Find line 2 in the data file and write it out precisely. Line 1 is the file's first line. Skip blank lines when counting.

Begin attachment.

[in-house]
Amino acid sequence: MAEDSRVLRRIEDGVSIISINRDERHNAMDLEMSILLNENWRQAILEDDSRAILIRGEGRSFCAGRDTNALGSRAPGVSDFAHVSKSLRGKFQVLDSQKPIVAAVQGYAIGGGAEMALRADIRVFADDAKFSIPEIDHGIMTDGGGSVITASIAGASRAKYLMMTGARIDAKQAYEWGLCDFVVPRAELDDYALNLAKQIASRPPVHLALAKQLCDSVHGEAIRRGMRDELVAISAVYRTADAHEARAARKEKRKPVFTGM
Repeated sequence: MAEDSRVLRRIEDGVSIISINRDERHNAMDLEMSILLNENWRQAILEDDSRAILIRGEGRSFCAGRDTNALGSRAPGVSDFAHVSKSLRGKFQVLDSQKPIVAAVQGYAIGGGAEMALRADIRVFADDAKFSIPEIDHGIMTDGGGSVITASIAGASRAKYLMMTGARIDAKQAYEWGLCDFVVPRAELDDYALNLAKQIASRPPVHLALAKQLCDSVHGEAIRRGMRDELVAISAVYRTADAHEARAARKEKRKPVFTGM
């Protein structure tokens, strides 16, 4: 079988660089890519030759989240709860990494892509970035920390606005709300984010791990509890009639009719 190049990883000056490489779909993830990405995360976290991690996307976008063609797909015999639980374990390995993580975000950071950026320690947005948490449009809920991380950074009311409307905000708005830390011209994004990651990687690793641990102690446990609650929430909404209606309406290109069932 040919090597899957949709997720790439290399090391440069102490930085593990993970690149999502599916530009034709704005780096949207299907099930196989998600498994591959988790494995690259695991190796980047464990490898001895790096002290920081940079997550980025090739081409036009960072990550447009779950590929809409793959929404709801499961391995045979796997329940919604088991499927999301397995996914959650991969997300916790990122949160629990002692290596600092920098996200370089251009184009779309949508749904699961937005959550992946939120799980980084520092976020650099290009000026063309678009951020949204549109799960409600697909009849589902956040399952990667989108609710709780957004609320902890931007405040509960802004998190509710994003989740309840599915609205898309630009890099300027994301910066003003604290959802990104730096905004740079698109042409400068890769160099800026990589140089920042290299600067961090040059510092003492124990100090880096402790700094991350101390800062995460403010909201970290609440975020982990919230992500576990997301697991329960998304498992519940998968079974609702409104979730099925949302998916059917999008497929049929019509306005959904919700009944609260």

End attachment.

Amino acid sequence: MAEDSRVLRRIEDGVSIISINRDERHNAMDLEMSILLNENWRQAILEDDSRAILIRGEGRSFCAGRDTNALGSRAPGVSDFAHVSKSLRGKFQVLDSQKPIVAAVQGYAIGGGAEMALRADIRVFADDAKFSIPEIDHGIMTDGGGSVITASIAGASRAKYLMMTGARIDAKQAYEWGLCDFVVPRAELDDYALNLAKQIASRPPVHLALAKQLCDSVHGEAIRRGMRDELVAISAVYRTADAHEARAARKEKRKPVFTGM